As road cycling has become more popular in the last couple of years more cyclist have started using daytime running lights. For many cyclists they are something that you put on your bike at the same time as mudguards, a sign that it is the start of the winter. I had been in this camp myself, putting daytime running lights on my road bike in the autumn and taken them off in the spring, until I got caught in a thunderstorm this summer. One of the group I was riding with had daytime running lights on and was really easy to spot. Everyone else, including me, didn’t have lights and it certainly didn’t feel safe being on the road without them (fortunately we were very close to a café).
There is no legal requirement to use daytime running lights on a bike in the UK but it is an easy way to increase your visibility. If you are going to be riding on damp, dull days having a decent light front and rear really makes you stand out. Even when out cycling myself a daytime running light is often the first thing that makes me notice another rider on the road.
Having daytime running lights on your bike also means that if you do have a mechanical, or get lost, you can still get home safely even on really short days in the middle of winter.
Most light manufacturers are now doing specific daytime running lights. The best daytime running lights will be small, really bright and have a long run-time. In order to keep the size and weight down most manufacturers are using rechargeable batteries. Below are what we consider to be some of the best daytime running lights.
Bontrager are really into Daytime Running lights and have spent a lot of time researching and developing their range. The Flare R is their top of the line rear light.
Specifically engineered as a daytime running light the Flare R is visible from 2KM away, day or night. The Bontrager Flare R has 270 degree visibility and a 5.75 hour run time on full power. If you are going to be doing longer rides you can reduce the brightness of the light from 65 lm to 35 lm to make it last for 10 hours. The Flare R is USB rechargeable so you can easily keep it powered up ready for you next ride.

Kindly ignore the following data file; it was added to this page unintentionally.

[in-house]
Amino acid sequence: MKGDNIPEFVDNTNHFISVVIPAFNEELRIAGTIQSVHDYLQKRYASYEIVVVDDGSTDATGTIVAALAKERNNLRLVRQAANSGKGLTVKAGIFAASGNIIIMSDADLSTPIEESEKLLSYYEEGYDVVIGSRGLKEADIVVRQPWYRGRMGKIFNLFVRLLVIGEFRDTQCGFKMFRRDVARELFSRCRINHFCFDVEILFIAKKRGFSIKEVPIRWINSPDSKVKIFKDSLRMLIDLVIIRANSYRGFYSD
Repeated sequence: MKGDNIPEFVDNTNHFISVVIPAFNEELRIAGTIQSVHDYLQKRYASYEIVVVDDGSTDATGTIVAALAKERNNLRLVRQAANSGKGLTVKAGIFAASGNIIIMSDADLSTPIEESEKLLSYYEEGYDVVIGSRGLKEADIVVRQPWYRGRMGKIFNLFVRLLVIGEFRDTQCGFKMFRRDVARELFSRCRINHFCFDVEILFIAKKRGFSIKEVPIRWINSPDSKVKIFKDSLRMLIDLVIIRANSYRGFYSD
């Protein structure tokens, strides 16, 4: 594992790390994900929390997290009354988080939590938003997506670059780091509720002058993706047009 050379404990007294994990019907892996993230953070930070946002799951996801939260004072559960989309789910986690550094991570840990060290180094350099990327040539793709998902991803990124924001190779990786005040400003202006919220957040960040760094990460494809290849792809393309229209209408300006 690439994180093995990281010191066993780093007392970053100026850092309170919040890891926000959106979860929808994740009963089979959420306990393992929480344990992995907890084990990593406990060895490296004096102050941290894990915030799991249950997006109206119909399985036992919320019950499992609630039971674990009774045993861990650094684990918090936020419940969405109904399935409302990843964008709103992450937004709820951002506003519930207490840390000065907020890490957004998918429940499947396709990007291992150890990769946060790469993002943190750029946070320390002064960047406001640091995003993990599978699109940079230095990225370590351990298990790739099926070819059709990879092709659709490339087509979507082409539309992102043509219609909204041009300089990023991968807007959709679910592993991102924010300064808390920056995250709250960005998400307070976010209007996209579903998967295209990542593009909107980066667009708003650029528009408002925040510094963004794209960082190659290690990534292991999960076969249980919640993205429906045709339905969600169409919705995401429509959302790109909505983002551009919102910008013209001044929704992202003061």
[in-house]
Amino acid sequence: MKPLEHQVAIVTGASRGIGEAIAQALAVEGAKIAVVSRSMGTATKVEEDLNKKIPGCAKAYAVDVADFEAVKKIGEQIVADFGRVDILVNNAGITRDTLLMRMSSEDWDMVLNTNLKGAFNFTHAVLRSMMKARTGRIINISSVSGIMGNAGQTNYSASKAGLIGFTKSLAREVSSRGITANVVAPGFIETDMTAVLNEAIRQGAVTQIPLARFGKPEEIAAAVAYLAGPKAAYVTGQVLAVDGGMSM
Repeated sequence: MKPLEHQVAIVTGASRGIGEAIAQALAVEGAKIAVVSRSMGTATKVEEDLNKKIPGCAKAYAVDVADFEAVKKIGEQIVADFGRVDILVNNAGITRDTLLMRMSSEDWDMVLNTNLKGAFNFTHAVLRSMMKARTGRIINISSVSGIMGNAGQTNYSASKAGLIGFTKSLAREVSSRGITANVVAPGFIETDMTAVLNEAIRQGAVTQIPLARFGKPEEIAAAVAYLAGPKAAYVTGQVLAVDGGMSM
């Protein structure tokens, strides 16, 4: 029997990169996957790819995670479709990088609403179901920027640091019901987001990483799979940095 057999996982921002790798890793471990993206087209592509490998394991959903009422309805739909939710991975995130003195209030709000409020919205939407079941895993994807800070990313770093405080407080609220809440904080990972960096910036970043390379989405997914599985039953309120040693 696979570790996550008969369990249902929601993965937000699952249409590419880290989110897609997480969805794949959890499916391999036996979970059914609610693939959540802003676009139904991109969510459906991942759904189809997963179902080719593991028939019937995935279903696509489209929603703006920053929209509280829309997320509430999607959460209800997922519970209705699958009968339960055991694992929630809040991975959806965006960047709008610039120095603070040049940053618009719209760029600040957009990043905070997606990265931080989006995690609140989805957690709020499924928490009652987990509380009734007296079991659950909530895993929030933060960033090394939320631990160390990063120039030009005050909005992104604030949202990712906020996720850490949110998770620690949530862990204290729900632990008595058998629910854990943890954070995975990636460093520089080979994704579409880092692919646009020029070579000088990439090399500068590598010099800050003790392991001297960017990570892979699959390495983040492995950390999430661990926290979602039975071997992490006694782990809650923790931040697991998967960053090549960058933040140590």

These British designed lights started life on Kickstarter in 2013 and now have a growing reputation for their smart bike lights. The See.Sense lights come packed with sensors that will adjust the brightness of the light automatically depending on the road and weather conditions. So, if it starts raining, or you are going under some trees the light will adjust for you. If you do have a crash the See.Sense can send an alert out for you which includes your location.
The Cateye Kinetic X2 uses a similar concept to the See.Sense lights but at a cheaper price point. The Kinetic X2 can detect when you are braking and will switch from flashing to constant mode for 2.5 seconds to alert other road users. The Kinetic X2 gives up to 30 hours of run-time and fits neatly to most bikes.
This light comes with two daytime running modes which will give you either 3 hours run-time at 300 lumens or 4 and half hours run-time at 150 lumens. The Strip Pro is designed to work on either aero seat posts or standard round ones and Lezyne make a big deal of how waterproof it is, ideal if you are going to be using on UK winter roads. Like the Flare R and the See.Sense it is USB chargeable.
You may not want to use these as your only daytime running lights but they are a nice fit and forget option. The Cateye Orbs replace the standard bar end plugs on your road bike, giving you added visibility from the rear and also indicating to drivers how wide your bike is, encouraging them to give you more space. The Cateye Orbs have up to 100 hours of run-time and the battery can be changed without having to remove them from your bike.